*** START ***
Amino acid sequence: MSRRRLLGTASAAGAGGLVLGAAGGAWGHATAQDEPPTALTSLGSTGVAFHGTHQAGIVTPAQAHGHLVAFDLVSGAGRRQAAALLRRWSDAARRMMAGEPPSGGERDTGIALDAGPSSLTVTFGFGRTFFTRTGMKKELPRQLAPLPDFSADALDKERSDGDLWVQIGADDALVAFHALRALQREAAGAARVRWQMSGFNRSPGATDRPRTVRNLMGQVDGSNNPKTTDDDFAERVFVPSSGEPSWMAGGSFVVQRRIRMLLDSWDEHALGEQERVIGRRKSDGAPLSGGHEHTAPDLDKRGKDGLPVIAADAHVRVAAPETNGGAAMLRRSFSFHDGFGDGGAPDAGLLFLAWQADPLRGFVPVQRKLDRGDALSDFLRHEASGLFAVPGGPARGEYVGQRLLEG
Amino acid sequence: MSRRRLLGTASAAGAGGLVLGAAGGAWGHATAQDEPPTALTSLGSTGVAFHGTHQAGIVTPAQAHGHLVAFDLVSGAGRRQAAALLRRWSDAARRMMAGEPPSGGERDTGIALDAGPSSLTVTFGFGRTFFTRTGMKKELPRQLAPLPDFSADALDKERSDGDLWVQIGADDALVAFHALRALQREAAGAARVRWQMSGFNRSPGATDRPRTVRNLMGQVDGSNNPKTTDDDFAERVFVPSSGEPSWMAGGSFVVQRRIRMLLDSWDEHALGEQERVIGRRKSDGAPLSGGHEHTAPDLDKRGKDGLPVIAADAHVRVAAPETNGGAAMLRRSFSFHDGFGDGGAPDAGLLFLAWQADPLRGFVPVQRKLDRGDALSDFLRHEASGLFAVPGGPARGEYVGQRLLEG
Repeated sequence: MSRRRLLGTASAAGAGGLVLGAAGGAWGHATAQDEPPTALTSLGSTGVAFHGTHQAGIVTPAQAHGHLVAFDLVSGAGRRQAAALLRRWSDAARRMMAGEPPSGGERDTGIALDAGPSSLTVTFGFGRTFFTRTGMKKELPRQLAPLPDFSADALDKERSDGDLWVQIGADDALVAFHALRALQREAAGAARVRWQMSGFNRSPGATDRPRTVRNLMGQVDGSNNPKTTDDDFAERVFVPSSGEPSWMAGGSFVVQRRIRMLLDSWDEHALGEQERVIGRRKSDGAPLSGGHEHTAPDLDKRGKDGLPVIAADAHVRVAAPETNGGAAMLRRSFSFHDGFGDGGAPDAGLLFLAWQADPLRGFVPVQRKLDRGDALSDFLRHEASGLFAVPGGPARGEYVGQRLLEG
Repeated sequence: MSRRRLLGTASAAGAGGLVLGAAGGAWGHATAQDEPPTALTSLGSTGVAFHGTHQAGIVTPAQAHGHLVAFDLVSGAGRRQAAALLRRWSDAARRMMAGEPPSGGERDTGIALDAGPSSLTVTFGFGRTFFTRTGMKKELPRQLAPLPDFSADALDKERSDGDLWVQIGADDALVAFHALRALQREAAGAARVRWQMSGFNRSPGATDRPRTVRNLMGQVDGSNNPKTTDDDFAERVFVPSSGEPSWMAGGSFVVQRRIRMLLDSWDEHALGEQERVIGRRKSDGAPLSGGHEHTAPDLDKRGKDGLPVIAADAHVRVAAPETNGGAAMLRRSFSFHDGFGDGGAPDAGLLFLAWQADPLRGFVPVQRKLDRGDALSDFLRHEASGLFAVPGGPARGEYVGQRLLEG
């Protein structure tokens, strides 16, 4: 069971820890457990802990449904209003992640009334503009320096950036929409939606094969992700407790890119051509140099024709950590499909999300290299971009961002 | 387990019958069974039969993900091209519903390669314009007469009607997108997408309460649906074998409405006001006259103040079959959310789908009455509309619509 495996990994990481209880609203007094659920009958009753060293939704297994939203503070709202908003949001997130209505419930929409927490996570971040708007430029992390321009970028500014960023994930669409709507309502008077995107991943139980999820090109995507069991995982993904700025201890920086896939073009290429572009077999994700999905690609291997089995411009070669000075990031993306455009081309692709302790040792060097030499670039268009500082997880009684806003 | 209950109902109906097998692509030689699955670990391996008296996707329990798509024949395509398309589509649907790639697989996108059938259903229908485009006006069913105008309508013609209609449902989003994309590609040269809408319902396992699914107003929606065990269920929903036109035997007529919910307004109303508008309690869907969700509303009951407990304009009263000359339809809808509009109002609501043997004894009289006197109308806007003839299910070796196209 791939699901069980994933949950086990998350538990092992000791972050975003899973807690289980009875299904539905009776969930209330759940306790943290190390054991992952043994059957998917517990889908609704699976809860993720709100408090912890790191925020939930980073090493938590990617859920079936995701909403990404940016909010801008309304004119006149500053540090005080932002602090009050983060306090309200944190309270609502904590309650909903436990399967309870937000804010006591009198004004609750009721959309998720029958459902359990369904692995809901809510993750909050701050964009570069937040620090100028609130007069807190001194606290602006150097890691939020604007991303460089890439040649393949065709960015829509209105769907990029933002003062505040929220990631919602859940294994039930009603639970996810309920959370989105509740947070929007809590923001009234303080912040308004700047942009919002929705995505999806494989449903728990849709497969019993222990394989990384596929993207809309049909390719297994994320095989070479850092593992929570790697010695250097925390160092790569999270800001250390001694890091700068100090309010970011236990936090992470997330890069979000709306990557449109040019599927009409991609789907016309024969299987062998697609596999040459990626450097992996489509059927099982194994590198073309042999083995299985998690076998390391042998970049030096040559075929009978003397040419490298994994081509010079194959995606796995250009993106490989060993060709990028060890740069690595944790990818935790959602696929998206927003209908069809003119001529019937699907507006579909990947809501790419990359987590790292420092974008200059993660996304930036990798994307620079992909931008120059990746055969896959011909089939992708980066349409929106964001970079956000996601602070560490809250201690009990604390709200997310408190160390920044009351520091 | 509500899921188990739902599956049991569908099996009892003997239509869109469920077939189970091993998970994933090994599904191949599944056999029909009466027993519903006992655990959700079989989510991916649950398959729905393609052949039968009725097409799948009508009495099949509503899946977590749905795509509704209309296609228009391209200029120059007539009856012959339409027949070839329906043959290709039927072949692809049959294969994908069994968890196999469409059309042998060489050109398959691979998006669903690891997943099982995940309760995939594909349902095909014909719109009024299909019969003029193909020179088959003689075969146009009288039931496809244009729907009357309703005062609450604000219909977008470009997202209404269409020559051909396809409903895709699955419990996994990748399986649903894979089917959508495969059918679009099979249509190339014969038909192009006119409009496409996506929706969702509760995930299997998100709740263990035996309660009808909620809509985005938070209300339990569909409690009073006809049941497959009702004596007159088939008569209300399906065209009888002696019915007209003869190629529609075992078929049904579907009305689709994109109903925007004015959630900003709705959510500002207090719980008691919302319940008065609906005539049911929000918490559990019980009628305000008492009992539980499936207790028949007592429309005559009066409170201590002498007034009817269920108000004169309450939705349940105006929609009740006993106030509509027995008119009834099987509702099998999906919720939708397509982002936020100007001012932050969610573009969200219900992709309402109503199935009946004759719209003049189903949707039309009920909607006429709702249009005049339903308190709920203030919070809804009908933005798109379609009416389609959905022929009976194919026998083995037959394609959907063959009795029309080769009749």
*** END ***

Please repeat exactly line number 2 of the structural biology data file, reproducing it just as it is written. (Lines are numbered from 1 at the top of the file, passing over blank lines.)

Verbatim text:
Amino acid sequence: MSRRRLLGTASAAGAGGLVLGAAGGAWGHATAQDEPPTALTSLGSTGVAFHGTHQAGIVTPAQAHGHLVAFDLVSGAGRRQAAALLRRWSDAARRMMAGEPPSGGERDTGIALDAGPSSLTVTFGFGRTFFTRTGMKKELPRQLAPLPDFSADALDKERSDGDLWVQIGADDALVAFHALRALQREAAGAARVRWQMSGFNRSPGATDRPRTVRNLMGQVDGSNNPKTTDDDFAERVFVPSSGEPSWMAGGSFVVQRRIRMLLDSWDEHALGEQERVIGRRKSDGAPLSGGHEHTAPDLDKRGKDGLPVIAADAHVRVAAPETNGGAAMLRRSFSFHDGFGDGGAPDAGLLFLAWQADPLRGFVPVQRKLDRGDALSDFLRHEASGLFAVPGGPARGEYVGQRLLEG